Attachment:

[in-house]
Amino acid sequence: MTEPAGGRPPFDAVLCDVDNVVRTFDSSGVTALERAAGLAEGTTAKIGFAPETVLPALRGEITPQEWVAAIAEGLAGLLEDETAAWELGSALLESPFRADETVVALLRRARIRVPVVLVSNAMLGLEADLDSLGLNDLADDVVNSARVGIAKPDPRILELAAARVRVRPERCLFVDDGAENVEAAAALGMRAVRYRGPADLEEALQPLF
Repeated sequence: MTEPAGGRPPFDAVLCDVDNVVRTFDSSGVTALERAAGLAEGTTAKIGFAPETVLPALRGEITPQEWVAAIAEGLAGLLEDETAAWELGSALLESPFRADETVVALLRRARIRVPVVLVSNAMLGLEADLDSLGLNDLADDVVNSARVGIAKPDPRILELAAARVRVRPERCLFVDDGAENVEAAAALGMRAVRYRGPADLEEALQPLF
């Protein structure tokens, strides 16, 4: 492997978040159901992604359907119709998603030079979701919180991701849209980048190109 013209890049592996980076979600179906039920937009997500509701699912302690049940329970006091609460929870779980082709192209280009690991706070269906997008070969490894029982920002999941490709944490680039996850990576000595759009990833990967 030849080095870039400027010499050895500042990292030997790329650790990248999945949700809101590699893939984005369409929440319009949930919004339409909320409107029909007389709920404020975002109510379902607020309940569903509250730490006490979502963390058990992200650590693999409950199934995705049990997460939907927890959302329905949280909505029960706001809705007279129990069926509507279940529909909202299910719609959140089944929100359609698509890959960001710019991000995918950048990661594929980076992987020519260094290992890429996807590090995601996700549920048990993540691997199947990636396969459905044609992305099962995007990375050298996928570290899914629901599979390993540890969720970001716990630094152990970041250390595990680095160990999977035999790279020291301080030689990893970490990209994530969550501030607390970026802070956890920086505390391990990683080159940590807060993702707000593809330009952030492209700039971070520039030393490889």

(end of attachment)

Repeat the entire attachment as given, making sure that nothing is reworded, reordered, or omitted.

[in-house]
Amino acid sequence: MTEPAGGRPPFDAVLCDVDNVVRTFDSSGVTALERAAGLAEGTTAKIGFAPETVLPALRGEITPQEWVAAIAEGLAGLLEDETAAWELGSALLESPFRADETVVALLRRARIRVPVVLVSNAMLGLEADLDSLGLNDLADDVVNSARVGIAKPDPRILELAAARVRVRPERCLFVDDGAENVEAAAALGMRAVRYRGPADLEEALQPLF
Repeated sequence: MTEPAGGRPPFDAVLCDVDNVVRTFDSSGVTALERAAGLAEGTTAKIGFAPETVLPALRGEITPQEWVAAIAEGLAGLLEDETAAWELGSALLESPFRADETVVALLRRARIRVPVVLVSNAMLGLEADLDSLGLNDLADDVVNSARVGIAKPDPRILELAAARVRVRPERCLFVDDGAENVEAAAALGMRAVRYRGPADLEEALQPLF
């Protein structure tokens, strides 16, 4: 492997978040159901992604359907119709998603030079979701919180991701849209980048190109 013209890049592996980076979600179906039920937009997500509701699912302690049940329970006091609460929870779980082709192209280009690991706070269906997008070969490894029982920002999941490709944490680039996850990576000595759009990833990967 030849080095870039400027010499050895500042990292030997790329650790990248999945949700809101590699893939984005369409929440319009949930919004339409909320409107029909007389709920404020975002109510379902607020309940569903509250730490006490979502963390058990992200650590693999409950199934995705049990997460939907927890959302329905949280909505029960706001809705007279129990069926509507279940529909909202299910719609959140089944929100359609698509890959960001710019991000995918950048990661594929980076992987020519260094290992890429996807590090995601996700549920048990993540691997199947990636396969459905044609992305099962995007990375050298996928570290899914629901599979390993540890969720970001716990630094152990970041250390595990680095160990999977035999790279020291301080030689990893970490990209994530969550501030607390970026802070956890920086505390391990990683080159940590807060993702707000593809330009952030492209700039971070520039030393490889």